I’m hoping that the next time Discovery Channel decides to do a special on Crashes that Changed Flying–and asks for my opinion–I’ll be able to point to Captain Sully’s landing of US Airways Flight 1549 in the frigid waters of the Hudson River this past January as the accident that finally got something done about the dangers of birdstrikes.
I’ve sounded the alarm on birdstrikes for years. For me, the potential hazard was a highly personal one. As a teenager living under the flight path to Boston Logan International Airport, I witnessed the aftermath of an Eastern Airlines Electra that crashed on takeoff after hitting a flock of birds. Scores of people were killed. At the time, I was a young scuba diver learning from the instructor who happened to be training the Massachusetts State Police diving unit; I was pressed into the recovery effort. Needless to say, the grim recovery of the victims’ bodies is indelibly etched in my mind, as is the cause of the accident.
Once I got on the NTSB as a board member, I made raising awareness of the dangers of birdstrikes a personal crusade. Unfortunately, that Eastern Airlines accident was not the last. As many may be aware, bird and other wildlife strikes are costly. While relatively few accidents have resulted in loss of life, damage to aircraft has been expensive–to the tune of hundreds of millions of dollars a year. Damage when just one engine eats one bird can cost upwards of a million dollars, even if no accident results. Working with Bird Strike USA (a non-profit group dealing with the issues of birds and other wildlife around airports), numerous airport authorities with responsibility for wildlife management around their airports, the FAA and engine manufacturers, the board tried to galvanize government regulators and the aviation industry as a whole to tackle the bird problem on the ground and in the air.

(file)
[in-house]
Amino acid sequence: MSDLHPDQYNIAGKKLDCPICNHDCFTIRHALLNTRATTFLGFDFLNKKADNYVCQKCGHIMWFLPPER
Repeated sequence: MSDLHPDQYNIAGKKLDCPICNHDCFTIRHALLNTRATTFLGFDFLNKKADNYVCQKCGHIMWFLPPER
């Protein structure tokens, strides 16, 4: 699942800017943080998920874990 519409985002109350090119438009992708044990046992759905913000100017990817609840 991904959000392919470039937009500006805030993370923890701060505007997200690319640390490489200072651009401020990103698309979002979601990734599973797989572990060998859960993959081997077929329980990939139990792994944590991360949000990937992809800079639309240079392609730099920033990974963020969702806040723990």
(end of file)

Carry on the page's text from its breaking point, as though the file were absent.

On the ground, significant progress was made. Multi-pronged attacks on their habitats by removing sources of food and standing water along with the introduction of natural (dogs and falcons) and not-so-natural (guns) enemies have been fairly successful. In the air, however, limited progress was made. Engine and radar technology was not sufficiently improved. While the standards were made more stringent (large engines had to handle eight-pound birds without shutting down), the technology was not there to handle the birds of 12 to 14 pounds that we know are flying out there. The technology was also not there to handle the flocks of birds that we also know are flying out there. (In the last decade, the Canada goose population has reportedly increased four-fold.) Radar technology is there to depict flocks of birds, but it has not been widely deployed.
Despite the best intentions of some capable and knowledgeable people, we were never able to get the dedicated resources to mount a sustained effort to solve the bird problem. One of our stumbling blocks was the assumption in some quarters–including the FAA–that it was extremely unlikely birds would take out
two aircraft engines at one time. And as long as an airplane has one engine, the theory was that it could get to a safe landing area. Not a great compromise, but not a disaster in the making either. Once the FAA gets set on its assumptions–such as the unlikely possibility of birds taking out two aircraft engines–it’s tough to get it to focus on a solution to a problem it doesn’t perceive. Though manufacturers met the FAA’s requirements, they did not exceed them, even though the standards were clearly not adequate to handle the largest birds flying the not-so-friendly skies.
But the dramatic ditching of the A320 on January 15 might have finally provided the impetus for change. The spectacular water landing captured the attention of the world and focused unprecedented attention on the dangers of birdstrikes. Under intense public pressure, the FAA was forced to reveal its closely guarded data on birdstrikes–data that revealed the prevalence of the problem and the importance of solving it. The NTSB held three days of hearings (see page 20) on the accident–which is a first, to my knowledge, for an accident with no fatalities.
Now we need a sustained effort to achieve two goals: the technological breakthroughs in design and manufacture to make engines withstand ingestion of the largest birds; and deployment of the radar technology to spot flocks of birds with enough time to warn cockpit crews. Both have been elusive thus far. As the government regulator with control over engine, airport and airspace standards, the FAA is in the best position to shepherd the sustained effort necessary, in cooperation with industry and wildlife experts. However, since these areas cross organizational lines within the FAA, I believe that a high-level position reporting directly to the Office of the Administrator should be established to ensure that the momentum behind resolving birdstrikes remains until the danger is eliminated.